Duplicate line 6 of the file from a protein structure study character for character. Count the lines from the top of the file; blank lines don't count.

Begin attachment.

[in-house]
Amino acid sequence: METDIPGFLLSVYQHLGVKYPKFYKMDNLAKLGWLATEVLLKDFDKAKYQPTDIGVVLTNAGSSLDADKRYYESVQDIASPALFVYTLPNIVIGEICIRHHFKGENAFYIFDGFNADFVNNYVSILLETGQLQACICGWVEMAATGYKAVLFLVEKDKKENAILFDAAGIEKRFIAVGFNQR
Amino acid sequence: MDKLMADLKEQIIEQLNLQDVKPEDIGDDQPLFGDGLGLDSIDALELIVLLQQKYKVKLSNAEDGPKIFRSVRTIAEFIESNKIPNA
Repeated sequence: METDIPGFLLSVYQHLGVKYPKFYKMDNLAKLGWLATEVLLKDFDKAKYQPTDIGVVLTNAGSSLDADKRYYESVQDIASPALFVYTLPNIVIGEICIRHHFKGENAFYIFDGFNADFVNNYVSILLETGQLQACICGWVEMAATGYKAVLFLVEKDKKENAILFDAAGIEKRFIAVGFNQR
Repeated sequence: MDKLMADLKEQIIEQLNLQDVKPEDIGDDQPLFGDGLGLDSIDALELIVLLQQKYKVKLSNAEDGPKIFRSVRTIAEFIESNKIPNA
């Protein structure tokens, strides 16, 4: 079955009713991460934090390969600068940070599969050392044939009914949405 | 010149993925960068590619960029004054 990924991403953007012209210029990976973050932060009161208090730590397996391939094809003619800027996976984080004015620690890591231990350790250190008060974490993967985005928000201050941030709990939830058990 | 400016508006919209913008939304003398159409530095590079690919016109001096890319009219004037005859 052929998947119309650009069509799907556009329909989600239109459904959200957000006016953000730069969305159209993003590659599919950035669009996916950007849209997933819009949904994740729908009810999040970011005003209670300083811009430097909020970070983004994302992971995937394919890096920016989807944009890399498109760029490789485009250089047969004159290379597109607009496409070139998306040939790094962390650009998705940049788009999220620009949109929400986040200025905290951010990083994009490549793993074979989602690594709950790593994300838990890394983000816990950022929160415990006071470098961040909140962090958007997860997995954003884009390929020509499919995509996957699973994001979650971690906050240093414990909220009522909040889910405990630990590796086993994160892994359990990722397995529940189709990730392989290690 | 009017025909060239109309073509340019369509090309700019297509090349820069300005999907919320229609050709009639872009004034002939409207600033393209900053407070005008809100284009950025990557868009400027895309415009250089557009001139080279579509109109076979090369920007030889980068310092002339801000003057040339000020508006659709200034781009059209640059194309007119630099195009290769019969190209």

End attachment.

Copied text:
């Protein structure tokens, strides 16, 4: 079955009713991460934090390969600068940070599969050392044939009914949405 | 010149993925960068590619960029004054 990924991403953007012209210029990976973050932060009161208090730590397996391939094809003619800027996976984080004015620690890591231990350790250190008060974490993967985005928000201050941030709990939830058990 | 400016508006919209913008939304003398159409530095590079690919016109001096890319009219004037005859 052929998947119309650009069509799907556009329909989600239109459904959200957000006016953000730069969305159209993003590659599919950035669009996916950007849209997933819009949904994740729908009810999040970011005003209670300083811009430097909020970070983004994302992971995937394919890096920016989807944009890399498109760029490789485009250089047969004159290379597109607009496409070139998306040939790094962390650009998705940049788009999220620009949109929400986040200025905290951010990083994009490549793993074979989602690594709950790593994300838990890394983000816990950022929160415990006071470098961040909140962090958007997860997995954003884009390929020509499919995509996957699973994001979650971690906050240093414990909220009522909040889910405990630990590796086993994160892994359990990722397995529940189709990730392989290690 | 009017025909060239109309073509340019369509090309700019297509090349820069300005999907919320229609050709009639872009004034002939409207600033393209900053407070005008809100284009950025990557868009400027895309415009250089557009001139080279579509109109076979090369920007030889980068310092002339801000003057040339000020508006659709200034781009059209640059194309007119630099195009290769019969190209």